A 25 year old Columbus woman will be walking free from the Ohio Reformatory for Women soon as an appeals court recently overturned her conviction for a string of thefts and the death of a mall shopper back in 2005 according to the Columbus Dispatch. One of her codefendants may have a similar outcome soon though three more will likely have to serve out their sentences.
In June of 2005, the defendant and three friends are said to have stolen a car from a family member and went on a shoplifting spree in the Springfield Upper Valley Mall. As they were fleeing the mall a 49 year old man attempted to stop their vehicle. He was killed.
All four women were tried for the murder charge three times, not being convicted until 2009. It was precisely these three trials that eventually led to the defendant winning her appeal and ultimately being released from the sentence.
According to the Appeals Court judge, the third trial violated the women’s protection against “double jeopardy”, or being tried for the same offense twice. Protection against double jeopardy is a Constitutional right and one that protects people, for instance, from being tried again and again for an offense they’ve received a legitimate acquittal from.
This defendant should be released within the upcoming days, though the state can appeal the case and potentially send her back to prison if they win. Her codefendants may or may not be so lucky.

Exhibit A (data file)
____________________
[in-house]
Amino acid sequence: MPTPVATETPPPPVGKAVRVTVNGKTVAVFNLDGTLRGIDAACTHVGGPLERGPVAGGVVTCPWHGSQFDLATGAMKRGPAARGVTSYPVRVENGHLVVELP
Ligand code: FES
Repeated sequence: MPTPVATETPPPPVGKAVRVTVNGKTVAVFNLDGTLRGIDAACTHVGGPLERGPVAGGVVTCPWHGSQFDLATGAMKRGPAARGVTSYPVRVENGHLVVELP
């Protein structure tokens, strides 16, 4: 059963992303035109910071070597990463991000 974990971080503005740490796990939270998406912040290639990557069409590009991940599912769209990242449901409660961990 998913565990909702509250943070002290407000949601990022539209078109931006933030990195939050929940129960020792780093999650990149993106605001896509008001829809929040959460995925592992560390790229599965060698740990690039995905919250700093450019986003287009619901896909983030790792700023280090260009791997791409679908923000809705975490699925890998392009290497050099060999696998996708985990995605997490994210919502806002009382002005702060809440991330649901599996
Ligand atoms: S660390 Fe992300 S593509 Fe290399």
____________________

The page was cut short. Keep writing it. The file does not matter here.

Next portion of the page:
One of the other women is fighting an appeal on the basis of double jeopardy as well. The other two, however, gave up their right to appeal based on double jeopardy in their plea agreements, something that may ultimately keep them locked up despite their friends being freed.
While Constitutional violations are frequently the basis of criminal appeals, they can also be brought up at trial and even before. If the police violate your right to protection against illegal searches and seizures, for example, the evidence they seized can be thrown out. Similarly, if they question you and fail to inform you of your right to an attorney—your testimony during the interrogation may be inadmissible in court.
These rights are designed to protect you, the accused, while you go through the criminal process. As defense attorneys, it’s our job to ensure these rights are protected at every stage of the game. And when they aren’t—go to bat to ensure your interests are served.
If you’re facing criminal charges in Ohio, you don’t want to wait for an appeal to clear your good name—you want to prevent a conviction altogether. Contact us today for a free consultation on your case.